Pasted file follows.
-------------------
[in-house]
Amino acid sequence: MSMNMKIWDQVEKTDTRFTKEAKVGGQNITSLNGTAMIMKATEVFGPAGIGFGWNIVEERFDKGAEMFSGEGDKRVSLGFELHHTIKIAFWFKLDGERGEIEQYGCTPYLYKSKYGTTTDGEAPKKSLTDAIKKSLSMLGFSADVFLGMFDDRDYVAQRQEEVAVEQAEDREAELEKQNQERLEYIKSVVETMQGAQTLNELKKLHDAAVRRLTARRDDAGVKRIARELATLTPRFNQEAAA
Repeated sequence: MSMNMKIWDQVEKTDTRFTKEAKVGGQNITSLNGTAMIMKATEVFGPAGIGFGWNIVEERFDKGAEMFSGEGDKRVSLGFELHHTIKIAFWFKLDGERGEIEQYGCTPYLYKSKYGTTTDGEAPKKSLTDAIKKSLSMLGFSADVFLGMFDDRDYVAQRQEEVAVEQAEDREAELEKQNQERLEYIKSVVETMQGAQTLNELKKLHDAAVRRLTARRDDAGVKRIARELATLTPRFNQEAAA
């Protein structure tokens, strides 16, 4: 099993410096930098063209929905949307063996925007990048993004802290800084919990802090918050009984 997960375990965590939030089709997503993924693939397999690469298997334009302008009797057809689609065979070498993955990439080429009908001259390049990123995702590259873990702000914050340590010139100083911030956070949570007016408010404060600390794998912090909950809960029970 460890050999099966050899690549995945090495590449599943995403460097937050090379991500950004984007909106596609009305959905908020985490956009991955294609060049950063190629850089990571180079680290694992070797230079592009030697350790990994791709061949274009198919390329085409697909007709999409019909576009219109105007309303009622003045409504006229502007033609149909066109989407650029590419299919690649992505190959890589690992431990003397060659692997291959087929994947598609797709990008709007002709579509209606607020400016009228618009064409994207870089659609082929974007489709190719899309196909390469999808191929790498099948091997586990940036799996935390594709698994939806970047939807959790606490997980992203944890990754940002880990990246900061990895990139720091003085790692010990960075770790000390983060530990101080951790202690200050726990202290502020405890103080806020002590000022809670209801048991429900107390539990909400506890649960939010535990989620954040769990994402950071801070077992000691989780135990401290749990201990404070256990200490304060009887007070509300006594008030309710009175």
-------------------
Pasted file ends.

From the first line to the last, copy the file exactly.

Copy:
[in-house]
Amino acid sequence: MSMNMKIWDQVEKTDTRFTKEAKVGGQNITSLNGTAMIMKATEVFGPAGIGFGWNIVEERFDKGAEMFSGEGDKRVSLGFELHHTIKIAFWFKLDGERGEIEQYGCTPYLYKSKYGTTTDGEAPKKSLTDAIKKSLSMLGFSADVFLGMFDDRDYVAQRQEEVAVEQAEDREAELEKQNQERLEYIKSVVETMQGAQTLNELKKLHDAAVRRLTARRDDAGVKRIARELATLTPRFNQEAAA
Repeated sequence: MSMNMKIWDQVEKTDTRFTKEAKVGGQNITSLNGTAMIMKATEVFGPAGIGFGWNIVEERFDKGAEMFSGEGDKRVSLGFELHHTIKIAFWFKLDGERGEIEQYGCTPYLYKSKYGTTTDGEAPKKSLTDAIKKSLSMLGFSADVFLGMFDDRDYVAQRQEEVAVEQAEDREAELEKQNQERLEYIKSVVETMQGAQTLNELKKLHDAAVRRLTARRDDAGVKRIARELATLTPRFNQEAAA
């Protein structure tokens, strides 16, 4: 099993410096930098063209929905949307063996925007990048993004802290800084919990802090918050009984 997960375990965590939030089709997503993924693939397999690469298997334009302008009797057809689609065979070498993955990439080429009908001259390049990123995702590259873990702000914050340590010139100083911030956070949570007016408010404060600390794998912090909950809960029970 460890050999099966050899690549995945090495590449599943995403460097937050090379991500950004984007909106596609009305959905908020985490956009991955294609060049950063190629850089990571180079680290694992070797230079592009030697350790990994791709061949274009198919390329085409697909007709999409019909576009219109105007309303009622003045409504006229502007033609149909066109989407650029590419299919690649992505190959890589690992431990003397060659692997291959087929994947598609797709990008709007002709579509209606607020400016009228618009064409994207870089659609082929974007489709190719899309196909390469999808191929790498099948091997586990940036799996935390594709698994939806970047939807959790606490997980992203944890990754940002880990990246900061990895990139720091003085790692010990960075770790000390983060530990101080951790202690200050726990202290502020405890103080806020002590000022809670209801048991429900107390539990909400506890649960939010535990989620954040769990994402950071801070077992000691989780135990401290749990201990404070256990200490304060009887007070509300006594008030309710009175």